A 50-lb. dumbbell bench press and the barbell bench press both target the pectoral, or chest, muscles. Both exercises utilize either a flat, incline or decline bench. Each bench press method possesses specific advantages to increase muscular strength, size and improve muscular stabilization.
50-lb. Dumbbell Bench Press Advantages
Although both exercises perform the same movement, a 50-lb. dumbbell bench press offers a variety of advantages compared to the barbell variation. Dumbbells allow your arms to move and stabilize the weight independently. This independent stabilization requires an even amount of strength from both sides of your body. As a result, the chance of one side becoming more strength dominant is reduced through dumbbell use. Recruiting additional stabilizing muscles to perform an exercise increases functional strength. Functional strength enables you to perform everyday activities in life such as carrying a laundry basket or picking up a suitcase.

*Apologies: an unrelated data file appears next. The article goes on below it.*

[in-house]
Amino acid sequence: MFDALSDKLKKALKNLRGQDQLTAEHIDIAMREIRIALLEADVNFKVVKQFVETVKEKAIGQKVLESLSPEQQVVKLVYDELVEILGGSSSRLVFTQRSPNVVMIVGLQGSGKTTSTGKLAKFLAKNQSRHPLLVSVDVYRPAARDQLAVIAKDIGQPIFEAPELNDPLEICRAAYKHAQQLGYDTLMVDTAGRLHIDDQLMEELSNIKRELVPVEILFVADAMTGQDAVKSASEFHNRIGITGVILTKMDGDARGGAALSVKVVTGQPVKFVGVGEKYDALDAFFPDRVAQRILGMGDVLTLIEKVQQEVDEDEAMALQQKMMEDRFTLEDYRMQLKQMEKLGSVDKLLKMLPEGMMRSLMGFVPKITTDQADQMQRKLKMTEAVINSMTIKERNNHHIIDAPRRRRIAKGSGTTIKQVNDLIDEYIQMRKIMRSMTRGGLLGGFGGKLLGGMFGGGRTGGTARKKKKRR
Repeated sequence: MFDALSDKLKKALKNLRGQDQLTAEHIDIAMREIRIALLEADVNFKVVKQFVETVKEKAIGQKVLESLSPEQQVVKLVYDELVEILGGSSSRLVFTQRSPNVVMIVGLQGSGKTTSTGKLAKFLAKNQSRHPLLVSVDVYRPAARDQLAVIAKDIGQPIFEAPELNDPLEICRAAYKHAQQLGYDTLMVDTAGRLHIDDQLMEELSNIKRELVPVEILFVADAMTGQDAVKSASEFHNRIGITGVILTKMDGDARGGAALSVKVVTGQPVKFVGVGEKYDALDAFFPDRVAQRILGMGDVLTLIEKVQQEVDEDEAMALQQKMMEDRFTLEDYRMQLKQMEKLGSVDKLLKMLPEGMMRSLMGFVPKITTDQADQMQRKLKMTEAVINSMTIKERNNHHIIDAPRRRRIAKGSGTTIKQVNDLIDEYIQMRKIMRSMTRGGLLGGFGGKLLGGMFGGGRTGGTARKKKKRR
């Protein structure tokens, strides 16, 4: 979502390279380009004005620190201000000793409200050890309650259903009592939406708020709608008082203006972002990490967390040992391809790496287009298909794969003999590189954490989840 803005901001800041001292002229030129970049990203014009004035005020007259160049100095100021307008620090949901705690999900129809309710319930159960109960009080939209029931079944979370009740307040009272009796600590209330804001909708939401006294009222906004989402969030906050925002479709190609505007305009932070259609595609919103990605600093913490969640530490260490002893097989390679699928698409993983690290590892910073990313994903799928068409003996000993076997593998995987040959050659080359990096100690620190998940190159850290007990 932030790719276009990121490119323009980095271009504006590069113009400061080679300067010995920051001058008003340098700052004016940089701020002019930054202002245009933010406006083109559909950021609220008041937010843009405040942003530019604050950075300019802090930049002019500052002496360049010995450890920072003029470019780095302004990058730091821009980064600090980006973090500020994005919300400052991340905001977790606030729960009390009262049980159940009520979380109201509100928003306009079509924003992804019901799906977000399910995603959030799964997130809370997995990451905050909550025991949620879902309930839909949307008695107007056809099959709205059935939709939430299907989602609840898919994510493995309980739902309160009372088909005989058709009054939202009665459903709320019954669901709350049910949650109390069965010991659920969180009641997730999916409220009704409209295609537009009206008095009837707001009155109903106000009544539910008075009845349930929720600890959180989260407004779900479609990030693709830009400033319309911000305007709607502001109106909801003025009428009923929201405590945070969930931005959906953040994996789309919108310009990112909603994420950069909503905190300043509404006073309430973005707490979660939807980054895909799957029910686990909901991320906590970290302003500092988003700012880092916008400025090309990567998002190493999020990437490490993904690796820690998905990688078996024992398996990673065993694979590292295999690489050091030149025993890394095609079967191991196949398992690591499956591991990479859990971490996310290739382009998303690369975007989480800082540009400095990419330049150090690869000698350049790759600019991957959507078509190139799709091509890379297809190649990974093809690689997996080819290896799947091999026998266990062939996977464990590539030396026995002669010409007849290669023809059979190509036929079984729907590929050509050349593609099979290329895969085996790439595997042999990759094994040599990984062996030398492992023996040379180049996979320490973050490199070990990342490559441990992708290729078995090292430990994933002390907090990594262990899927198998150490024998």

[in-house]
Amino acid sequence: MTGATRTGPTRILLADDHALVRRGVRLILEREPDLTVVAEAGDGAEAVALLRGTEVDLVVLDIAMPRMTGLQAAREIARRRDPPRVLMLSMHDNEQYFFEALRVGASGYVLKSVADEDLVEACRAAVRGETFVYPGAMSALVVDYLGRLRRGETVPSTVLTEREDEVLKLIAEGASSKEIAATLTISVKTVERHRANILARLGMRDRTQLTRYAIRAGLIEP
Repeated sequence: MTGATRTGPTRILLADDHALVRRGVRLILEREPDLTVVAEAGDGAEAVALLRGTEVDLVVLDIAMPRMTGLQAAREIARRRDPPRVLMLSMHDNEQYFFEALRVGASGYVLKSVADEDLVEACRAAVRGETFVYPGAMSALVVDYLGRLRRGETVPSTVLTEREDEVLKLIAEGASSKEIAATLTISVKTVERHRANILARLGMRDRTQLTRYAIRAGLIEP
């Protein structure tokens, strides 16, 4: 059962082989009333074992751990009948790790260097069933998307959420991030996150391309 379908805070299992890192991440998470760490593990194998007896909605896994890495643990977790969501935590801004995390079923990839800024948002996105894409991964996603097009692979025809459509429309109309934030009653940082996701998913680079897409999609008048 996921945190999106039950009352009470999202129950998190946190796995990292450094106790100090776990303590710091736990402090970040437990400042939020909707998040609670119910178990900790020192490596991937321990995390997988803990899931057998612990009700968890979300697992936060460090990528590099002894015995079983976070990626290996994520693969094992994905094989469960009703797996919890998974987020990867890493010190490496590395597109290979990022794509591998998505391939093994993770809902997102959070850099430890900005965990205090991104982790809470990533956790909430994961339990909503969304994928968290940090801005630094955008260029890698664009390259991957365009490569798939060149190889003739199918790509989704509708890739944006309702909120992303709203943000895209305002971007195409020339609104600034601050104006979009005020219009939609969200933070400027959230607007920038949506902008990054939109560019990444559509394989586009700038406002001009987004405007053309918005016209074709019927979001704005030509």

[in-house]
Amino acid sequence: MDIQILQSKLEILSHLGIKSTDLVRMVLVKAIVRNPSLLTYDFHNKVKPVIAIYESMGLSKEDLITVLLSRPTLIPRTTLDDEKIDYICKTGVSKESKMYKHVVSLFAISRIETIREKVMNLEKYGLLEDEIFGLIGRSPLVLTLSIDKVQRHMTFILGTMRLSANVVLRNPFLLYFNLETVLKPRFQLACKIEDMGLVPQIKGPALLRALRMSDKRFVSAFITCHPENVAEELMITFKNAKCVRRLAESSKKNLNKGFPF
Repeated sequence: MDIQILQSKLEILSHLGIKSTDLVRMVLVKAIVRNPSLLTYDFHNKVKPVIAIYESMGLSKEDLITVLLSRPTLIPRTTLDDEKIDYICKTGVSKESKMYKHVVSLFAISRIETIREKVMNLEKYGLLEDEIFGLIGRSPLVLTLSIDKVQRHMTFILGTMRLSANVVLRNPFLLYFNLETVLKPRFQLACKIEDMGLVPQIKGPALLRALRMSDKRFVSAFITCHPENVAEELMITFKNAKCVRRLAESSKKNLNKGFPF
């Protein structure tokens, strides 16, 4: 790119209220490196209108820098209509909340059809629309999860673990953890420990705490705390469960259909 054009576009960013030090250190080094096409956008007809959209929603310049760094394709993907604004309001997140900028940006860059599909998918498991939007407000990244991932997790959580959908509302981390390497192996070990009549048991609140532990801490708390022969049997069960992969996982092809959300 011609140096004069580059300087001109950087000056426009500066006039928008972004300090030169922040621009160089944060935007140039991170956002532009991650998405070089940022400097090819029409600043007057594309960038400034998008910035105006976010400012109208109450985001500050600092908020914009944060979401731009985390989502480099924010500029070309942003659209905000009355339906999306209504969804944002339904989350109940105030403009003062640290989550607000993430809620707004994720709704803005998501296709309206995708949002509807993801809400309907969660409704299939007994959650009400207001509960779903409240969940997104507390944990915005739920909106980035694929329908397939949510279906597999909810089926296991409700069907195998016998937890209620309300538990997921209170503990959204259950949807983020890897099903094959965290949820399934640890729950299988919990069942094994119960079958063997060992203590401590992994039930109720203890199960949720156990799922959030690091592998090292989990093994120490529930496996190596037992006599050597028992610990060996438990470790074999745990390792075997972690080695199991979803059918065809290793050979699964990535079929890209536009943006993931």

The 50-lb. dumbbell bench press offers versatility in workout location. A moving bench typically has wheels for easy transport. The dumbbell bench press provides the ability to perform in a basement, outdoors or any location in the gym. The barbell bench press rack creates a challenge for moving due to the larger size and weight.
The barbell bench press allows the exerciser to control and lift a greater amount of weight. This is because a barbell reduces the need for stabilization compared to the dumbbell method. The ability to lift a greater amount of weight while using the barbell translates to greater increases in muscular strength and size.
Both the dumbbell bench press and the barbell bench press pose the risk of injury. When performing heavier weights, employ the help of a spotter to ensure your safety. Choose a weight that you can correctly perform for 12 to 15 repetitions. Always use collars or clips when performing the barbell bench press to prevent your weights from falling from the bar.